Let’s begin our exploration of the art of peace by applying the lessons of The Art of War to America’s many – and mostly disastrous – proxy wars since World War II. Maybe we can identify ideas that will help make future proxy wars – given that they seem to be unavoidable – less ruinous.
One reason why people haven’t bothered to write “the art of peace,” at least in recent decades, might be because, well, who needs it? Why attack the problem of peace intellectually when we’ve already – very successfully – achieved peace by simply muddling through?
More than twenty-five centuries ago a fellow known as Sun Tzu (an honorific rather than a name – it means something like “Master Sun”) wrote a long treatise on military strategy and tactics that has come to be called The Art of War.
Desperate times call for desperate measures. Hippocrates, writing almost 2,500 years ago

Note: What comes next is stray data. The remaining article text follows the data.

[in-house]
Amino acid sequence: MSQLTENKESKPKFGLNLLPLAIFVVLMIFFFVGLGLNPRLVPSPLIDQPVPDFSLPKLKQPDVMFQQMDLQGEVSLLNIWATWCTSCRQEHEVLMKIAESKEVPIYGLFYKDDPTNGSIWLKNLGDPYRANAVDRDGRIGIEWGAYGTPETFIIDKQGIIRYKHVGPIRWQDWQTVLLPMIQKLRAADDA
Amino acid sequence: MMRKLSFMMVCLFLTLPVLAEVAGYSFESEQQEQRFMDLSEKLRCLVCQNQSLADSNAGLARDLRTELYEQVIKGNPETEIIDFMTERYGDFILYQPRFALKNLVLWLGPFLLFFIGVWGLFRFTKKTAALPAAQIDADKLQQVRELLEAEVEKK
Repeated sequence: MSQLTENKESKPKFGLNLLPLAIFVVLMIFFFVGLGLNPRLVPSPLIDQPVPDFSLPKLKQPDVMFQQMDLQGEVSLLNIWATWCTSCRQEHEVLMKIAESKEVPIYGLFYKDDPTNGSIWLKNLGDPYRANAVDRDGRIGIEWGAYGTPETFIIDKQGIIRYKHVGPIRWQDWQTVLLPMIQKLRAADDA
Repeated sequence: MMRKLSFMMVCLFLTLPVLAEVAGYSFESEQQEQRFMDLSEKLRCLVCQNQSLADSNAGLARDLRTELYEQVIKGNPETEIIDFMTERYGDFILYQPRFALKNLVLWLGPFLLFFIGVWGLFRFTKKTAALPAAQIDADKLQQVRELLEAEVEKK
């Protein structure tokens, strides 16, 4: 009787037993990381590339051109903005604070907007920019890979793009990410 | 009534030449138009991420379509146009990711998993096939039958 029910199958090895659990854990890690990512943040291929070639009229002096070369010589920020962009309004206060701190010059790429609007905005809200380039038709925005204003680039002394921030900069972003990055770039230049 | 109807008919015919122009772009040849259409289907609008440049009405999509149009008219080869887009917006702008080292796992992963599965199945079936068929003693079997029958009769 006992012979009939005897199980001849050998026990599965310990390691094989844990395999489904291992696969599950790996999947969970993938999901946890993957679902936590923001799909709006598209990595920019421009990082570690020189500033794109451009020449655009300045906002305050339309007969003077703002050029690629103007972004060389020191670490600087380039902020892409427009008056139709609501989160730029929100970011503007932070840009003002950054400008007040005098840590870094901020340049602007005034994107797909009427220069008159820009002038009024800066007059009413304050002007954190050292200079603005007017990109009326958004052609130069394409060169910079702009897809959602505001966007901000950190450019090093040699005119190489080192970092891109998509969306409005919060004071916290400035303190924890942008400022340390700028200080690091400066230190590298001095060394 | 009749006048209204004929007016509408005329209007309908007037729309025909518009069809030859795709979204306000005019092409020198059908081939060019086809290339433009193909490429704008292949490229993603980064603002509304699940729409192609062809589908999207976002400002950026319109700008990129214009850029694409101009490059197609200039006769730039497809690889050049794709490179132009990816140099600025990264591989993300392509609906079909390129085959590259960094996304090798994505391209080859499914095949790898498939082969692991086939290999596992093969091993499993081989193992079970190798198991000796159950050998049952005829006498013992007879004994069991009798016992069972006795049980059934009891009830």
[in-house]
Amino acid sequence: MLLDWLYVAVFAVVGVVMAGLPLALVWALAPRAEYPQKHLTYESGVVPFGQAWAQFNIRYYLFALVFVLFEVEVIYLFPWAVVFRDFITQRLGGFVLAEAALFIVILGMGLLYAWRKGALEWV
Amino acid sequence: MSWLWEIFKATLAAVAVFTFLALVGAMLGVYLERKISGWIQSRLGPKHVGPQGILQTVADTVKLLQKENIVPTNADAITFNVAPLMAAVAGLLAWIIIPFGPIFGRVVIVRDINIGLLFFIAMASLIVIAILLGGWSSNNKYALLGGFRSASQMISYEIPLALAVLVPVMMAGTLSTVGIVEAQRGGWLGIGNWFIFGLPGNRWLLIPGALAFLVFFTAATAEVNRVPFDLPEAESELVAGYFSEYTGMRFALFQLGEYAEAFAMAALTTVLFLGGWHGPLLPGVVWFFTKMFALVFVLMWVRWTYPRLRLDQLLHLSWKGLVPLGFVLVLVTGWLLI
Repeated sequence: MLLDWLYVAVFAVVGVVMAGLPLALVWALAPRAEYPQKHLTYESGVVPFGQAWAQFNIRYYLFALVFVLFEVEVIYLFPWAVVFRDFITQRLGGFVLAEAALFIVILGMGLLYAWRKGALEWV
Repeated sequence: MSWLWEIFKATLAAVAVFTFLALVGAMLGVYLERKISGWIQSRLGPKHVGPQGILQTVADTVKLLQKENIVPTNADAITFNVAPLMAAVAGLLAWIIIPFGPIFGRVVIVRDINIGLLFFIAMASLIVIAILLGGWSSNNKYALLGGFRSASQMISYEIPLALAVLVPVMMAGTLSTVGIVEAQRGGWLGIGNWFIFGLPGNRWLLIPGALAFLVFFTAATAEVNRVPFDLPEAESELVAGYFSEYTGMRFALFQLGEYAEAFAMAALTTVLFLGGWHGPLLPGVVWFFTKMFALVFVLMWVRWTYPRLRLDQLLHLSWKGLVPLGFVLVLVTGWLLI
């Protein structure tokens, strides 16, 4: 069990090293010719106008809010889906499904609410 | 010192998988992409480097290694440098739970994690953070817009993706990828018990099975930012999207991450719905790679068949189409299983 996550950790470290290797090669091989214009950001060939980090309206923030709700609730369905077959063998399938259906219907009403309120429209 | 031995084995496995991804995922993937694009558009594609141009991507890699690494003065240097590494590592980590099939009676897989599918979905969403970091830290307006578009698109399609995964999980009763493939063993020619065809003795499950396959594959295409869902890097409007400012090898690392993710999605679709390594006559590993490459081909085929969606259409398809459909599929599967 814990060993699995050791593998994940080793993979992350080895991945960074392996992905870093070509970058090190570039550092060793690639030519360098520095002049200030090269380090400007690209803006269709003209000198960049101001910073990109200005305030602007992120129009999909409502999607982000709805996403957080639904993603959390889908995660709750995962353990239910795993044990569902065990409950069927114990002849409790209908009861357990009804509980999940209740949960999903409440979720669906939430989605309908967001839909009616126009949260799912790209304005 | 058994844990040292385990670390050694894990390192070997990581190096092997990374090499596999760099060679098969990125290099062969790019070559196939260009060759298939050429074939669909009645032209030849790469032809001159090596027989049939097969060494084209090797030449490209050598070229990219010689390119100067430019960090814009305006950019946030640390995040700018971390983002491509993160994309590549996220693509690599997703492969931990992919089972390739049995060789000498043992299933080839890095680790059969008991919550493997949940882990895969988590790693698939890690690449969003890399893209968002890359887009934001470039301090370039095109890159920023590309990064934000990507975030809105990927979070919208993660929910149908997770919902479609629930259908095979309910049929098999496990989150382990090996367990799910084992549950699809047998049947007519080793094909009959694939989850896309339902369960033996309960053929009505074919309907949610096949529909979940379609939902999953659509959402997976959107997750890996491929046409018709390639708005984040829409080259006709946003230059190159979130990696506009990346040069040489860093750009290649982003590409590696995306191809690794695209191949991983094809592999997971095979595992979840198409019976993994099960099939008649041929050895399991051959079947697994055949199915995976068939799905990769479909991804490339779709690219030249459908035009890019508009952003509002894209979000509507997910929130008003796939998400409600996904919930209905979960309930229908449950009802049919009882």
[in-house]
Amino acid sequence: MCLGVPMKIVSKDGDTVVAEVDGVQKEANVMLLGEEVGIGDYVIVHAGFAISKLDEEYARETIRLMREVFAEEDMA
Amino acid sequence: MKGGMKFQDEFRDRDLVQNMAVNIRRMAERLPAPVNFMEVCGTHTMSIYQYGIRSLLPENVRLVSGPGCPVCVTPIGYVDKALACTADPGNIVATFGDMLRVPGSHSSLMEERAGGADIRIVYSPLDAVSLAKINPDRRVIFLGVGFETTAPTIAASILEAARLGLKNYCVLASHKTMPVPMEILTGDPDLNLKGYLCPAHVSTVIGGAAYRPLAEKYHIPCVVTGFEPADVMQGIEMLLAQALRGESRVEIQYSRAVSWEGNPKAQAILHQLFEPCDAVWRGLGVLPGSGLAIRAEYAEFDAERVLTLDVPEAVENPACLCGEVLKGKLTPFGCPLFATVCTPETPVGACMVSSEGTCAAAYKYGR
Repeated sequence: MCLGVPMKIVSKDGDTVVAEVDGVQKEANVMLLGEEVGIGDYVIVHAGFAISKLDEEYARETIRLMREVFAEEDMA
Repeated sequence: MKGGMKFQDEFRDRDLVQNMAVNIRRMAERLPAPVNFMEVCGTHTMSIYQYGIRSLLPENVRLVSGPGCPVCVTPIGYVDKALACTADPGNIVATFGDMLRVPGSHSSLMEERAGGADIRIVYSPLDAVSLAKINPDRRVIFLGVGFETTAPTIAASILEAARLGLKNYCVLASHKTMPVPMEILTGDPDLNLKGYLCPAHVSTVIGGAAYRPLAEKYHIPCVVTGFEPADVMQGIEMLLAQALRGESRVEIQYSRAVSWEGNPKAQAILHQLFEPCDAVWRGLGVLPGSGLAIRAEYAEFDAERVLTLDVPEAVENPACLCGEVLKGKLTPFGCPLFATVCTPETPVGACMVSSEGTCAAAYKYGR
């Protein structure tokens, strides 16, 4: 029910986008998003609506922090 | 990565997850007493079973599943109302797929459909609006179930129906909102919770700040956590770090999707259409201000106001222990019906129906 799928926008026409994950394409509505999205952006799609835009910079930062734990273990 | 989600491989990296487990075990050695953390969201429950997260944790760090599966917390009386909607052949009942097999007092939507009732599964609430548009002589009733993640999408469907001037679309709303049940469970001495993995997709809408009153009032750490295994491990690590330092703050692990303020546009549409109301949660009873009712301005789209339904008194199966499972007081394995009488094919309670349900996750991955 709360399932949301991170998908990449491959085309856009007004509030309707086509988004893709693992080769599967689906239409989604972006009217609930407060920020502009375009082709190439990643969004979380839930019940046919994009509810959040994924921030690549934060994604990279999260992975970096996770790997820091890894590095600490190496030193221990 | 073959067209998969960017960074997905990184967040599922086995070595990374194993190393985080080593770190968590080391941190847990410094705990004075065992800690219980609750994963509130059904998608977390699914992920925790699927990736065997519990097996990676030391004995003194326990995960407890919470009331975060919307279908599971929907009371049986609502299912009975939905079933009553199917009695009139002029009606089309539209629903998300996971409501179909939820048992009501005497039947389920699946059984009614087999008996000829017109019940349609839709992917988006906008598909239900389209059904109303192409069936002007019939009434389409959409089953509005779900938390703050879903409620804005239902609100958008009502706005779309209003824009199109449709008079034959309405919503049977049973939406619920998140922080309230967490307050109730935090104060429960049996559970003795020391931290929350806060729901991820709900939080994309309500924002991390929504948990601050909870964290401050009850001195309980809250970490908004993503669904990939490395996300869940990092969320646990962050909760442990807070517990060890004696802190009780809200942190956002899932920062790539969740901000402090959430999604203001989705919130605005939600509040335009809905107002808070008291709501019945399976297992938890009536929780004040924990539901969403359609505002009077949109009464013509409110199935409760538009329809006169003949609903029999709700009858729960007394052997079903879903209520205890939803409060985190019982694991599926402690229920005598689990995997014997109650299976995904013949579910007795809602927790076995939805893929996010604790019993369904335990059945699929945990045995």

Gilbert de Botton died in the late summer of 2000, only sixty-five years old.
When Ms. X and I arrived at GAM in London, Gilbert didn’t meet with us in his private office, where he and I had always met in the past. Instead, apparently in honor of Ms. X’s presence, he ushered us into his conference room.
A few years after the events described in last week’s post something happened that, at first, seemed to have nothing to do with Gilbert de Botton. I was sitting at my desk idly sorting through my mail when I came across an impossibly elegant invitation to a “garden party” being hosted by a very well-known woman I’ll call Ms. X.
In my entire life I’ve attended one cocktail party in Paris, and on that occasion – this being some years ago – I met a fellow named Gilbert de Botton. (Gilbert, by the way, is pronounced “zhil-BEAR.”)
The Fed can remain irrational longer than you can remain solvent. What Keynes should have said.
The four most dangerous words in investing are: It’s different this time. Sir John Templeton